Qatar Telecom may rethink $1bn bond cap
Dubai, December 12, 2012
Strong global demand for Qatar Telecom's imminent 10-year bond offering could prompt the company to reconsider its decision to cap the issue at $1 billion, especially if interest from the United States is robust.
Investors are expected to pile into the issue, viewing it as virtually a sovereign issue priced at a small premium to Qatar government bonds and as a rare chance to invest in a corporate bond in the cash-rich state, the world's top liquefied natural gas exporter.
After price guidance was set on Wednesday, the issue from the majority state-owned telecoms operator was bid up +0.375 in grey trading, an indication of strong appetite for the paper, which is backed by Qatar Telecom's (Qtel) solid A credit rating from Standard & Poor's.
Market sources indicated that order books had already topped $11 billion by 1000 GMT.
"There is likely to be strong demand for Qtel as investors are comfortable with "Qatar Inc" overall, and furthermore there is appetite for more corporate paper as much issuance so far has been from the banks and sovereigns in the region," said Chavan Bhogaita, head of markets strategy at National Bank of Abu Dhabi (NBAD).
"Fixed income investors also tend to like telecom companies per se as they have a relatively simple business model with cash flows that are more predictable, and stable."
On Wednesday, Qtel set guidance for its new issue at a spread of between 175 and 180 basis points over US Treasuries for the bond due in February 2023, and indicated it would cap the size at $1 billion.
Options to invest in telecom sector bonds in the Gulf are limited although Bahrain Telecommunications Co recently said it would consider a debut bond issue as part of a $1 billion acquisition financing plan.
In the UAE, Etisalat has set up programmes for both conventional and Islamic bonds, but has yet to issue any.
NBAD's Bhogaita said that although other Gulf telecom debt issues would be well received by investors, many would be first-time issuers and therefore would have to be "realistic" on pricing.
That adds to the appeal of Qtel, whose last venture into the debt market in late 2010 saw the company raise $2.75 billion in a heavily oversubscribed three-part sale.
Dilawer Farazi, portfolio manager at Invest AD in Abu Dhabi, said investors viewed Qtel as a play on the sovereign curve, but with a small premium over Qatar government bonds.
"Investors are typically getting over 50 bps of spread pick-up over the sovereign in an entity that is majority-owned by the sovereign," Farazi said.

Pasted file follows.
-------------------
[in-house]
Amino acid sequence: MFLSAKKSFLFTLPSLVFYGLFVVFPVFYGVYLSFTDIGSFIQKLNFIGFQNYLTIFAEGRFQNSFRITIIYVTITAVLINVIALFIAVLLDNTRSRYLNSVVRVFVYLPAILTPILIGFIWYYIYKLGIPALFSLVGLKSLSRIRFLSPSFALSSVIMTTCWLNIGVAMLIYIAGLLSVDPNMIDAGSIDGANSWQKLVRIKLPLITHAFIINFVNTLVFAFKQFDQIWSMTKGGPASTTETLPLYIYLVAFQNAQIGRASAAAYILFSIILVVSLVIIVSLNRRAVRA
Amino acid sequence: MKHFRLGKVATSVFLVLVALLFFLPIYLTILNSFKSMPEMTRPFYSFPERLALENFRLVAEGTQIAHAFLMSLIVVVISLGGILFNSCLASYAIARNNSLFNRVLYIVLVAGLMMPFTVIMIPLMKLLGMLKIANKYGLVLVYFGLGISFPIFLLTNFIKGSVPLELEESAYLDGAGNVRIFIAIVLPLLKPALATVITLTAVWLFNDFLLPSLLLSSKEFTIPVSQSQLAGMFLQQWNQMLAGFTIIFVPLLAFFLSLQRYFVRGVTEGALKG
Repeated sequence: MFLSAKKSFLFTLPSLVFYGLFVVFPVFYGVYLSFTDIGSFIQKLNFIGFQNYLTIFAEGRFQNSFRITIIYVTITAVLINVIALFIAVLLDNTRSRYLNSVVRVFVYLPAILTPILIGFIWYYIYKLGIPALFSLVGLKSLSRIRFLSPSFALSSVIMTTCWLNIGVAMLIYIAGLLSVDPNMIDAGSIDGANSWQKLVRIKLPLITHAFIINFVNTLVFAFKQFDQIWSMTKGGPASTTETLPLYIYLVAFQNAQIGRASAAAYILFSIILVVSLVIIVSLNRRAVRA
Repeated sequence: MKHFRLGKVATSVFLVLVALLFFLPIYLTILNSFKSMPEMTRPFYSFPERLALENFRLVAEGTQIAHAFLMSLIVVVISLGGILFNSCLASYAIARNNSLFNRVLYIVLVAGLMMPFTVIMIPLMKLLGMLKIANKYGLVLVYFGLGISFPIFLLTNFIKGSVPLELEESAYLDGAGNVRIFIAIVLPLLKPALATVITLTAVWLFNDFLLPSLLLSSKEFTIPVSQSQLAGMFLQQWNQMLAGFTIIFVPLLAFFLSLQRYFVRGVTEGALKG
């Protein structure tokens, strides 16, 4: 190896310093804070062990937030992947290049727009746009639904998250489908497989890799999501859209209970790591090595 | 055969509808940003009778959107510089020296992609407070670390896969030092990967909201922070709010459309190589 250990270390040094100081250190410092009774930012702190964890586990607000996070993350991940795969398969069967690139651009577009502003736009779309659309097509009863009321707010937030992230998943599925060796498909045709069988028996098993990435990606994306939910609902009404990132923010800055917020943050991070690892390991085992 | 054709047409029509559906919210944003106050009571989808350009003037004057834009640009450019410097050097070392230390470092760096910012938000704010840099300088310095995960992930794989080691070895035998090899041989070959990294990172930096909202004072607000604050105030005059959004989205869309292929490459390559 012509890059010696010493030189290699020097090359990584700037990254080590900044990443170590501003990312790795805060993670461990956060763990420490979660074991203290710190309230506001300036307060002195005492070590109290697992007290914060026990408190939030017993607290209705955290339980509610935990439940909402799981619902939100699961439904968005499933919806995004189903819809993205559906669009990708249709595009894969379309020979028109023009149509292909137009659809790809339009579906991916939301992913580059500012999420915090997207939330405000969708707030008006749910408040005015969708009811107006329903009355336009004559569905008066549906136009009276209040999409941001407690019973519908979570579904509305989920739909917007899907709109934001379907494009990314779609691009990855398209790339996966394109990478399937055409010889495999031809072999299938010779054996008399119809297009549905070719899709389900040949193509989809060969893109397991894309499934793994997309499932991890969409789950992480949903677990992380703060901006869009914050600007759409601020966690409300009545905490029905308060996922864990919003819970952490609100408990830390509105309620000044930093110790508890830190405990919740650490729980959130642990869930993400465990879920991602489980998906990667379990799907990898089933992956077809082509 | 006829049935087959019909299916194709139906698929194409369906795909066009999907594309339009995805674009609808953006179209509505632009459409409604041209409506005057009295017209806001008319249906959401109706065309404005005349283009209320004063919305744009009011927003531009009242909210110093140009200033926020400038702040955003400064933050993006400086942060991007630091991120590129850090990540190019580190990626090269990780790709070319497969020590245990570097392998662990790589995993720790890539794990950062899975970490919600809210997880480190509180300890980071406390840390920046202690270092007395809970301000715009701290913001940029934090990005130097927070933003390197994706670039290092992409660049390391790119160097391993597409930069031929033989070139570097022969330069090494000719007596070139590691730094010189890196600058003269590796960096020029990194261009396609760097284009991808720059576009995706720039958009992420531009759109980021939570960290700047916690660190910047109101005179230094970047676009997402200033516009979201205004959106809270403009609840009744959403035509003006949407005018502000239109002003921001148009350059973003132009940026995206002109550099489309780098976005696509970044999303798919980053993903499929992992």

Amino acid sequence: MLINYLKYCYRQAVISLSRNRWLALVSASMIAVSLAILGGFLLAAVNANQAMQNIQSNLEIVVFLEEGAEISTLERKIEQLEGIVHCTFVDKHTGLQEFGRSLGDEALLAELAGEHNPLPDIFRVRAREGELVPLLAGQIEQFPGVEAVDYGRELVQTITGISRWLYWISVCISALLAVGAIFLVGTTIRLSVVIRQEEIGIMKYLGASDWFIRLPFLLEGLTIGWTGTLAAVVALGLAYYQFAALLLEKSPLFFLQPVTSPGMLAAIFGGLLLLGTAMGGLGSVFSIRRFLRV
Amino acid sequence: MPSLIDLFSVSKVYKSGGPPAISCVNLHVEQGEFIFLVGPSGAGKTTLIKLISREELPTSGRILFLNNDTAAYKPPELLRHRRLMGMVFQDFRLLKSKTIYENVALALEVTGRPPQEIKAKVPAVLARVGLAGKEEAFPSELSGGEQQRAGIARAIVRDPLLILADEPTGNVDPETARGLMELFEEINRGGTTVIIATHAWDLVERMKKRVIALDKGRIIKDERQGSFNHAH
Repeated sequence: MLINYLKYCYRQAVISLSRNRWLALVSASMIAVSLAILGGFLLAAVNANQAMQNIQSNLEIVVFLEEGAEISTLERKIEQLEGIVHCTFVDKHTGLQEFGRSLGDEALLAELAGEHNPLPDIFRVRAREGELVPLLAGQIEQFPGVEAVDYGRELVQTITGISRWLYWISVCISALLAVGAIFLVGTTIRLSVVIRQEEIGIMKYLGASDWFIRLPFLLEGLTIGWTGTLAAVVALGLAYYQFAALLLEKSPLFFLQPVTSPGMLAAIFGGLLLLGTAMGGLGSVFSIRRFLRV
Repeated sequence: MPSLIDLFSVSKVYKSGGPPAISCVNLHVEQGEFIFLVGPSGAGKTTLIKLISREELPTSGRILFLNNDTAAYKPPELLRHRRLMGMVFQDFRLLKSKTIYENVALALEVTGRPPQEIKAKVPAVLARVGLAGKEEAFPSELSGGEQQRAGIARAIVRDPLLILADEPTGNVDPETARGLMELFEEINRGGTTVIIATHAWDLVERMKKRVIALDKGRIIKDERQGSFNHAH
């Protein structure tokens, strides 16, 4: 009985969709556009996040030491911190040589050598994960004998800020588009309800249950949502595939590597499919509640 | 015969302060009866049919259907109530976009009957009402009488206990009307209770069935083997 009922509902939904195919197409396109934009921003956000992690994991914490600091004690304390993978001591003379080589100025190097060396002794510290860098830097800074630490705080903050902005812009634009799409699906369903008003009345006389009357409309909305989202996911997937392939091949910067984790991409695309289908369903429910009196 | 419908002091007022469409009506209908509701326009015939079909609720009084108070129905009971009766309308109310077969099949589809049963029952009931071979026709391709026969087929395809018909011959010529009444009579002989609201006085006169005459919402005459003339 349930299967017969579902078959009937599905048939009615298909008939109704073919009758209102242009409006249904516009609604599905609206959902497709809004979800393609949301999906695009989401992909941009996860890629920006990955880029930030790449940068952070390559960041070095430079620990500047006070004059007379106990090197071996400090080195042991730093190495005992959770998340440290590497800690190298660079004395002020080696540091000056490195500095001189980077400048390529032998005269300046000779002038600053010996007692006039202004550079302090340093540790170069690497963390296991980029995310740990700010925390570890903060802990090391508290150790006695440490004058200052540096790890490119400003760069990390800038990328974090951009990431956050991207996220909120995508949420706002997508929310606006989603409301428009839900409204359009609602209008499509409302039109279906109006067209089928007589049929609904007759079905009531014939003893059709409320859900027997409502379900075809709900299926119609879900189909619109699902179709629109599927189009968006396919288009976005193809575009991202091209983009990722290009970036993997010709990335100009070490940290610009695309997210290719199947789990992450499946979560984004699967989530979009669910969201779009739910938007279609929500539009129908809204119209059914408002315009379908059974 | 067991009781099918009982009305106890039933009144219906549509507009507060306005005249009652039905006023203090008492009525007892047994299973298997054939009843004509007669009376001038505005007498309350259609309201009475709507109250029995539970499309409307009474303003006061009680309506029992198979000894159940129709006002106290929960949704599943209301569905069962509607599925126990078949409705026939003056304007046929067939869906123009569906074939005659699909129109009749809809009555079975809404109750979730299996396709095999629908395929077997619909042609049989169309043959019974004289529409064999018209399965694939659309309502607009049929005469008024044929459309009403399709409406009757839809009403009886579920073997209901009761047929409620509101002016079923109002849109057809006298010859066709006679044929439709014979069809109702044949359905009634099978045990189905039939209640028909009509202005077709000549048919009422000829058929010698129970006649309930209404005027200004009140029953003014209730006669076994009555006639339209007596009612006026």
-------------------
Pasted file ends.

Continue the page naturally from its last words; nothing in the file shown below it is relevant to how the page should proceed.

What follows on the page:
"The company is fundamentally strong, and with assets in Iraq, Algeria and Tunisia it has access to markets that should grow."
Qatar issued a $4 billion Islamic bond, or sukuk, earlier this year in a two-tranche deal which attracted orders of over $25 billion in total.
The $2 billion, 3.241 percent tranche maturing in January 2023 was yielding 2.8 percent on Wednesday, according to Thomson Reuters data, about 113 bps over 10-year US Treasuries.
At current guidance, Qtel is offering about 65 bps premium over the sovereign, which should ensure a healthy order book. Two regional traders said they expected the launch guidance to tighten to 175 bps over U.S. Treasuries.
"The reason people are anticipating such tightening is because allocations will not be satisfactory and the paper will be heavily oversubscribed," said a regional fixed income trader, requesting anonymity.
Yields on Qtel's existing bonds have also fallen significantly, reducing the company's borrowing costs.
The $1 billion 2021s were trading at a z-spread of 168 basis points on Wednesday and the $750 million 2025 maturity at 186 bps, according to Thomson Reuters data.
The z-spread is a pricing tool which calculates the number of basis points that need to be added to a zero-coupon yield curve to make the bond's discounted cash flows equal the bond's present value.
Qtel International Finance, a wholly owned subsidiary of Qtel, will issue the bond under its $3 billion global medium-term notes programme, listed on the Irish Stock Exchange. Proceeds are to be used for general corporate purposes as well as to refinance existing debt, ac co rding to the bond prospectus.
Whether the company really needs to raise funding from the debt markets though is in doubt.
Its next bond maturity is a $900 million repayment in 2014 and it has $2.5 billion in loans to repay up to 2015, according to Thomson Reuters data.
Qtel's total debt at the end of September was $9.1 billion, according to an investor presentation seen by Reuters, and the company had $4.5 billion in cash in hand as of September 30.
It is one of the most acquisitive firms in the region, though, and has spent nearly $4 billion this year to take majority ownership of its Iraqi telecom unit Asiacell and Kuwaiti arm Wataniya, Kuwait's No. 2 telecom operator, in separate deals.
Qtel is understood to be preparing a preliminary bid for Vivendi's 53 percent stake in Maroc Telecom, one of Africa's main telecom operators, which the seller hopes will fetch 5.5 billion euros ($7.15 billion).
Qtel has hired JPMorgan Chase to advise, sources told Reuters earlier this month, but is expected to face competition from South Korea's KT Corp, as well as France Telecom, and Etisalat.
The company is due late on Wednesday to price its bond issue, which is 144a-compliant, meaning it has met US regulatory requirements. Strong interest from US investors, usually keen on longer-tenor bonds, could prompt the borrower to add a second tranche ahead of the launch.
Earlier this month, strong demand allowed the Kingdom of Morocco to print a 10-year note inside its euro secondary curve on a swapped basis and add a 30-year tranche to boot.-Reuters
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